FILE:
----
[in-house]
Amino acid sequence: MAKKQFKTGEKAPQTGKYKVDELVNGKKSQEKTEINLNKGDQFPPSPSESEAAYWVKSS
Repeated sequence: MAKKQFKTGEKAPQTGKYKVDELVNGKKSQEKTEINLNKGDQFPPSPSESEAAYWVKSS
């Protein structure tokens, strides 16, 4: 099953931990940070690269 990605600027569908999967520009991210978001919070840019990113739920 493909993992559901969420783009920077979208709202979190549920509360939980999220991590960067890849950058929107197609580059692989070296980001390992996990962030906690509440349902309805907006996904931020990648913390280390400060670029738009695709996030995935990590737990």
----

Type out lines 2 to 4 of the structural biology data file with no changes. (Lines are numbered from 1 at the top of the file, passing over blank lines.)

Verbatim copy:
Amino acid sequence: MAKKQFKTGEKAPQTGKYKVDELVNGKKSQEKTEINLNKGDQFPPSPSESEAAYWVKSS
Repeated sequence: MAKKQFKTGEKAPQTGKYKVDELVNGKKSQEKTEINLNKGDQFPPSPSESEAAYWVKSS
């Protein structure tokens, strides 16, 4: 099953931990940070690269 990605600027569908999967520009991210978001919070840019990113739920 493909993992559901969420783009920077979208709202979190549920509360939980999220991590960067890849950058929107197609580059692989070296980001390992996990962030906690509440349902309805907006996904931020990648913390280390400060670029738009695709996030995935990590737990």